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I got a SainSmart digital oscilloscope kit for christmas, and put it together according to documentation I found on the Amazon.com listing for the item.

The markings on the board directed me to connect the input pin and output pin opposite of how they should have actually been connected. That is, it was receiving 9v to the output pin instead of the input pin, and the input pin was connected to where the regulated 5v output was supposed to go. I discovered this by nearly burning my fingertip on the overheating voltage regulator after plugging in the 9v power supply, and then looking up the voltage regulator's datasheet and comparing it to the board diagram.

I removed the voltage regulator, turned it around, and soldered it back in place. When I plugged in the power supply again, the regulator got hot again, and I still didn't get the expected 5v at the output. Is my voltage regulator fried?

(Note: it's either a 78L05 or a 79L05 - the board has one of each and I don't recall offhand which one was the one I was dealing with.)

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    \$\begingroup\$ If it is a 79L05 then it is a -5V regulator, so trying to use it to get +5v will end in tears. You would need to connect its input to the -ve terminal of the supply, its ground would go to the +ve terminal (which is also your 5V supply), and the output would be your 0V for your supply. \$\endgroup\$ – Tom Carpenter Jan 5 '16 at 0:23
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    \$\begingroup\$ The SainSmart oscilloscope kit comes with excellent instructions, follow the instructions at the bottom of the second page and measure the voltages at the test points shown, that will tell you if the regulator is working \$\endgroup\$ – Jasen Jan 5 '16 at 5:38
  • \$\begingroup\$ @TomCarpenter Huh. So it was wired correctly the first time (provided it was 79L05 and not 78L05)? If that's the case, why would it burn out? \$\endgroup\$ – mouseas Jan 5 '16 at 21:08
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If it was hot enough to burn you, there's a very good chance it's dead. Especially if it gets hot when correctly connected.

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    \$\begingroup\$ The maximum operating temperature for these regulators is about 150°C, isn't it? But touching something at only 50-60°C can produce burns. So this is not at all a reliable method for determining whether the regulator is dead. Nonetheless, it probably is, although who cares anyway--it costs so little that there is no harm in replacing it just because it might be damaged. \$\endgroup\$ – Oleksandr R. Jan 5 '16 at 1:47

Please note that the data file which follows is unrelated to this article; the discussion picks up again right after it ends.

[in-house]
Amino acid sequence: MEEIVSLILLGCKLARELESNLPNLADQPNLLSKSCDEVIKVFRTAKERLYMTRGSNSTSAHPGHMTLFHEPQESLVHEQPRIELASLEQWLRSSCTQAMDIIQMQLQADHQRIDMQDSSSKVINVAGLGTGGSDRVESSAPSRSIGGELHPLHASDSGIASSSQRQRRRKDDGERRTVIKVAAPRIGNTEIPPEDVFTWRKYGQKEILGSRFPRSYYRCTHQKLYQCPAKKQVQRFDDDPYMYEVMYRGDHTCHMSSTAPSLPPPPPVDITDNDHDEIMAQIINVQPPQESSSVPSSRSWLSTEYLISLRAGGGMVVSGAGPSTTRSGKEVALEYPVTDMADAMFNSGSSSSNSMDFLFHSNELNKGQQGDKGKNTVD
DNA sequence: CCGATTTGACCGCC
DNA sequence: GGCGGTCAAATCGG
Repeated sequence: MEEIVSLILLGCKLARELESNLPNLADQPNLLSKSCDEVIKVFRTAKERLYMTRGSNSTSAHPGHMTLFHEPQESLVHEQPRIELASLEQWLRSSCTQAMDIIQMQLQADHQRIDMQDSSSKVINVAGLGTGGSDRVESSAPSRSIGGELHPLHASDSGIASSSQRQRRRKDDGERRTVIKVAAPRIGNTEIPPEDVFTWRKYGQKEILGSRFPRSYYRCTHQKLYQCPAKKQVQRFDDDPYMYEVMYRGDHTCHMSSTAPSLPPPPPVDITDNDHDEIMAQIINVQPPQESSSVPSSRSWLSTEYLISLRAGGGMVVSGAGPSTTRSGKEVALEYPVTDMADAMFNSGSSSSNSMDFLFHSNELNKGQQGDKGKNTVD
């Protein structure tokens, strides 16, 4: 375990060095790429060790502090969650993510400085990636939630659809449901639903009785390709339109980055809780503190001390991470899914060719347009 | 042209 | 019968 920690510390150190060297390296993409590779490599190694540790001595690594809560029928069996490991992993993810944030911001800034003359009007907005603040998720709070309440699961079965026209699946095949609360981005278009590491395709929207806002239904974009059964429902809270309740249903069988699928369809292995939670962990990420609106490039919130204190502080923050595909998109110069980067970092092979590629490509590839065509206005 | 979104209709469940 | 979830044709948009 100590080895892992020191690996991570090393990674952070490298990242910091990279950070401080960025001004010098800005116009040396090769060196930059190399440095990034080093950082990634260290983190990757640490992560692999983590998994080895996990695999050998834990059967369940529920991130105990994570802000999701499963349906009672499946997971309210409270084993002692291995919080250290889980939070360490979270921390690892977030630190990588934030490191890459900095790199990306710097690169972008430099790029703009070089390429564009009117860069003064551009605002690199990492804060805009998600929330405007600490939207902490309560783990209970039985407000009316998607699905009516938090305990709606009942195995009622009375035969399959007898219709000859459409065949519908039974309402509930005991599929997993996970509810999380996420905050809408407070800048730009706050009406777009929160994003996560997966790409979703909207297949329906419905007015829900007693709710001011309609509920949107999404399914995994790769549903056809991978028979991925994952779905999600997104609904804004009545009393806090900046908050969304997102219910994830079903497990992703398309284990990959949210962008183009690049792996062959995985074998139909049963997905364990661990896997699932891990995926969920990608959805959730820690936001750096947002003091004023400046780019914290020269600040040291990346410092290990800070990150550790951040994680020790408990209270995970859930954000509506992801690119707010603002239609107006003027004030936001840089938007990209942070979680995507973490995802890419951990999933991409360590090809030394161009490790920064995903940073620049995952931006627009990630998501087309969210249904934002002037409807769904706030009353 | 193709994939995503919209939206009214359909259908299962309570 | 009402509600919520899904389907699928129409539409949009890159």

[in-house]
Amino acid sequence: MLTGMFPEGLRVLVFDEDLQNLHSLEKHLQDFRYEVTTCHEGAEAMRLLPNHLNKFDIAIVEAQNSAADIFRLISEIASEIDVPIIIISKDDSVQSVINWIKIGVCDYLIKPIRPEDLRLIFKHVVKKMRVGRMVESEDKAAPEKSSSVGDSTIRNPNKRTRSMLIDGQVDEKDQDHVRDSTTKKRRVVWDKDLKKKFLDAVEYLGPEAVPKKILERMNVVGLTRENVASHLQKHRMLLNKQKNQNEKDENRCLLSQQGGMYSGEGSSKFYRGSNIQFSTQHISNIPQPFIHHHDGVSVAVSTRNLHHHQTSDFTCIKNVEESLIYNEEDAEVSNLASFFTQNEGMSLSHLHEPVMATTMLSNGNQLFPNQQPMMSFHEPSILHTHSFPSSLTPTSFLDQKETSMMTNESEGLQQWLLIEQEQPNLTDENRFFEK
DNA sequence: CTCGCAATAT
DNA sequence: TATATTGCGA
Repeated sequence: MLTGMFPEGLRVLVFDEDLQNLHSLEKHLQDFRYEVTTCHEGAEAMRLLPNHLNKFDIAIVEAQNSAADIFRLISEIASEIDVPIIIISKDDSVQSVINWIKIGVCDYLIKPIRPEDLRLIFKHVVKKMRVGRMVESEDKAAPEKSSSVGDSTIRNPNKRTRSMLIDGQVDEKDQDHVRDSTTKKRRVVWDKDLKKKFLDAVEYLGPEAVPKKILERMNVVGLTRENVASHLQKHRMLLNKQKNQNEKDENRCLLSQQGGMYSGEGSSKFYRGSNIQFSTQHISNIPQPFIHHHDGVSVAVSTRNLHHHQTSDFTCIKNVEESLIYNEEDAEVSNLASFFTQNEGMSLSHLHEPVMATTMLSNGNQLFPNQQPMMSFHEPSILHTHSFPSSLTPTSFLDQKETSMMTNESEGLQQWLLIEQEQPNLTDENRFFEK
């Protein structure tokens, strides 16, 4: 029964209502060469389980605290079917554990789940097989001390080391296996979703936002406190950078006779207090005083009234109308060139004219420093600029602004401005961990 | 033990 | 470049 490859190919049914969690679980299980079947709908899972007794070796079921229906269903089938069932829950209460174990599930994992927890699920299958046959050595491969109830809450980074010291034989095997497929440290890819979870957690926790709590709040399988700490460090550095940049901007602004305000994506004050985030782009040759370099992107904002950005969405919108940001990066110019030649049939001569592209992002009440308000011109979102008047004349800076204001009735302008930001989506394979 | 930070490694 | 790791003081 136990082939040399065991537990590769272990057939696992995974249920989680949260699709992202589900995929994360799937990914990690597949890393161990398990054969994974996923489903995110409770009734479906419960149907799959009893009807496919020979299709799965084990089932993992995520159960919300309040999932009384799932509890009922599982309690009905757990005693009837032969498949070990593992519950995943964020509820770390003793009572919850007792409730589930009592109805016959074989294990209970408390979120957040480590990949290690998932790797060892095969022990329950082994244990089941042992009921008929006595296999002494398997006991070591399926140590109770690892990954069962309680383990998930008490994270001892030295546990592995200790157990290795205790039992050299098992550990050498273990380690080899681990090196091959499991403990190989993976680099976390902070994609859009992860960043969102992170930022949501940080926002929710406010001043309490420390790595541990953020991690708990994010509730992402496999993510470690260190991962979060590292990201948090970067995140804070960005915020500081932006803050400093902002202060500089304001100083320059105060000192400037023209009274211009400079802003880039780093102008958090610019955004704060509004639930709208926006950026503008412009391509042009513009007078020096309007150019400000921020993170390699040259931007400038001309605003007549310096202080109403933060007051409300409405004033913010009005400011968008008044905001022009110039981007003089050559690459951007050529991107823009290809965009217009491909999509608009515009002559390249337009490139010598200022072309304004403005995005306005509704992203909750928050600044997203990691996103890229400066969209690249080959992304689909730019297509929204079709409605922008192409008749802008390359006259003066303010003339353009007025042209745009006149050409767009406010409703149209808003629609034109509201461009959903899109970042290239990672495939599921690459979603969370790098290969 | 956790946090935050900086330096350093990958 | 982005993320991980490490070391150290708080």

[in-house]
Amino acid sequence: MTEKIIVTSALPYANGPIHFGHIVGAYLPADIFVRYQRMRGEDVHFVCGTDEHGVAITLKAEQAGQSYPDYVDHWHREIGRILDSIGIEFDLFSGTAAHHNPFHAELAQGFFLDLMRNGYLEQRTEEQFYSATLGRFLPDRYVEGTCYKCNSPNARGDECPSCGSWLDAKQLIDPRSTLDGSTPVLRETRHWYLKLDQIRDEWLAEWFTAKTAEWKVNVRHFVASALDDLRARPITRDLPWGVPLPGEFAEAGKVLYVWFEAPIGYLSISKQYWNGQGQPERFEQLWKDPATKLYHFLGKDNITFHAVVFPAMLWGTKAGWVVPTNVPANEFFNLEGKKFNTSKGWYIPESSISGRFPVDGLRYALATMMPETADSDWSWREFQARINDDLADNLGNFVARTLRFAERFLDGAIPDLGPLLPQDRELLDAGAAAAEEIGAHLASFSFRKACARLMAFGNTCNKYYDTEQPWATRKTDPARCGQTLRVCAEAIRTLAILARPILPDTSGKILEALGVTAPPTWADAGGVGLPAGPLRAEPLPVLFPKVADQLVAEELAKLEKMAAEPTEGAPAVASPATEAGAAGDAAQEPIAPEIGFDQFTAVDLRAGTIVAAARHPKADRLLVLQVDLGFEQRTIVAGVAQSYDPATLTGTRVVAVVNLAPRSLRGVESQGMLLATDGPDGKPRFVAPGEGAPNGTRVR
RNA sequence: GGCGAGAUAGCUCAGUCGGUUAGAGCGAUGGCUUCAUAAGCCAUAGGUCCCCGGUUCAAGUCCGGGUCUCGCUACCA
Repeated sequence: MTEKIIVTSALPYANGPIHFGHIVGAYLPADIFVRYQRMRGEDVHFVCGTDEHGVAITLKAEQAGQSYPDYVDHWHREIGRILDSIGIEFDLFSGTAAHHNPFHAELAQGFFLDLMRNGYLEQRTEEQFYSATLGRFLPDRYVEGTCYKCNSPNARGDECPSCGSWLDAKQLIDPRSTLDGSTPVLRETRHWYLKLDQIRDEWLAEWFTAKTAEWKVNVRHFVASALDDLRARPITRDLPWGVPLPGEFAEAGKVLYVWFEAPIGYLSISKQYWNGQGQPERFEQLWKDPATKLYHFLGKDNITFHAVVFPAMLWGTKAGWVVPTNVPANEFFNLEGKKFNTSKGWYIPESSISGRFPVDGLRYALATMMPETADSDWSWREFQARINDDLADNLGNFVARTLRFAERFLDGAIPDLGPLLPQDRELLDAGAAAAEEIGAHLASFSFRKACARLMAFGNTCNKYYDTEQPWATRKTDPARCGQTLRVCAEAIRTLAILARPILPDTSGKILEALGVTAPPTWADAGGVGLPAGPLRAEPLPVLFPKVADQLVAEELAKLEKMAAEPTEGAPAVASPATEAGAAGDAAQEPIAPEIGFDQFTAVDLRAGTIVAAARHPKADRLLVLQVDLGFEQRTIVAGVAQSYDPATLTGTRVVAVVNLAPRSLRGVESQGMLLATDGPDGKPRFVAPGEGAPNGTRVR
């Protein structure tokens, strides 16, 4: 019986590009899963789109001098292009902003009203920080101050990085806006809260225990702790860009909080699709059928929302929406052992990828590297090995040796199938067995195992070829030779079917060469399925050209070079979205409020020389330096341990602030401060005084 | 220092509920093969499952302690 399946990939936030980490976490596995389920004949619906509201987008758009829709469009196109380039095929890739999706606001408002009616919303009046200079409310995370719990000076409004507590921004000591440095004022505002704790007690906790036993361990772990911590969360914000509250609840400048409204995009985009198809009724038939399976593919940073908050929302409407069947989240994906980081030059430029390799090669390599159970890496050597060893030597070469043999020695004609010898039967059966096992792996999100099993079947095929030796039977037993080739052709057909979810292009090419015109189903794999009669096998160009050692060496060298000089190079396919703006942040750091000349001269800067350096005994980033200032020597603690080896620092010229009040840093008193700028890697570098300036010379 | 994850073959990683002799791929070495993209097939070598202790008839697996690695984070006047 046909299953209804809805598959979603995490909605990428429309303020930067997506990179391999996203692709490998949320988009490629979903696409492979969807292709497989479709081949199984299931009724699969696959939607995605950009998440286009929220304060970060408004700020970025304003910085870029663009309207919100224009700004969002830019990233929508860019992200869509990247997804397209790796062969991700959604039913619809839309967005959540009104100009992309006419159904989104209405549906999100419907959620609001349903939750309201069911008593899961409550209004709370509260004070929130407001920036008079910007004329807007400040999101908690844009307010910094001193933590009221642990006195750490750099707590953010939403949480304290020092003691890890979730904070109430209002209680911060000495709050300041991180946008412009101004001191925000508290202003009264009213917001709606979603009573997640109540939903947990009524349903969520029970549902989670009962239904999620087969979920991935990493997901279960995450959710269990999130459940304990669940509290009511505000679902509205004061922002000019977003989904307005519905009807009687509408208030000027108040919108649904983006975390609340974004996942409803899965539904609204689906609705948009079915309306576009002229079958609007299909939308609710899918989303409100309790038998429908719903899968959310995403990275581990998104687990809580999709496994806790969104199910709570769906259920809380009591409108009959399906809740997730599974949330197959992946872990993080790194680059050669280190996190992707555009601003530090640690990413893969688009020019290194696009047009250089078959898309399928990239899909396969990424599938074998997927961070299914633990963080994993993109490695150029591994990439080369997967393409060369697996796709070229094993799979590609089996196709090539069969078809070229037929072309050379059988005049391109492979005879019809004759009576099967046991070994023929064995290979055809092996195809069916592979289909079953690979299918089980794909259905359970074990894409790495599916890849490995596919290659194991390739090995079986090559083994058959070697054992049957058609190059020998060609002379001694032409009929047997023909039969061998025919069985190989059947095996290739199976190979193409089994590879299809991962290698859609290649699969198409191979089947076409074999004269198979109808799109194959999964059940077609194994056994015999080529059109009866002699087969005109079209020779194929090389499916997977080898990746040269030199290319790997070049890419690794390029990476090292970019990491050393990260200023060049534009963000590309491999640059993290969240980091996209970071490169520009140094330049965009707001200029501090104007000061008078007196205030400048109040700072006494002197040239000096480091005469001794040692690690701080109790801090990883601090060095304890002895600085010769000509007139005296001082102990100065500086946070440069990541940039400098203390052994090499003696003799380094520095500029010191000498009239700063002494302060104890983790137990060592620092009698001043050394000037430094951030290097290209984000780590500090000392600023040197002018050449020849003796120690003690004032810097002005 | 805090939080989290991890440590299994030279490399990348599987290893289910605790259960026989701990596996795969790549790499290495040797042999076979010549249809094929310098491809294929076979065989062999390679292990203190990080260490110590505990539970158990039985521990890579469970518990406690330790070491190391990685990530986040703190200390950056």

• \$\begingroup\$ touching somehting 60°C becomes uncomfortable after a minute or so, I don't think it can cause burns. 100°C will not burn instantly - as a stunt I have used my bare hand to snatch spaghetti from the pot. (you have to be quick). On the Sainsmart oscilloscope the regulators do not not normally get hot. \$\endgroup\$ – Jasen Jan 5 '16 at 5:31
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    \$\begingroup\$ @OleksandrR. William is not saying that the heat fried it, but rather that being fried caused it to heat up. \$\endgroup\$ – user253751 Jan 5 '16 at 6:07
  • \$\begingroup\$ What immibis said. High temp is a symptom of it dissipating power that it probably shouldn't be (unless the normal load current is significant!), which is an indication of damage and current flowing where it shouldn't. \$\endgroup\$ – William Brodie-Tyrrell Jan 5 '16 at 10:10
  • \$\begingroup\$ @immibis I have not suggested otherwise. This is simply an unreliable way to determine whether it is dissipating "too much" power or not. It could be operating perfectly normally and still be hot enough to burn you. Measuring its output voltage would be the most useful and obvious test of its operation. \$\endgroup\$ – Oleksandr R. Jan 6 '16 at 17:13

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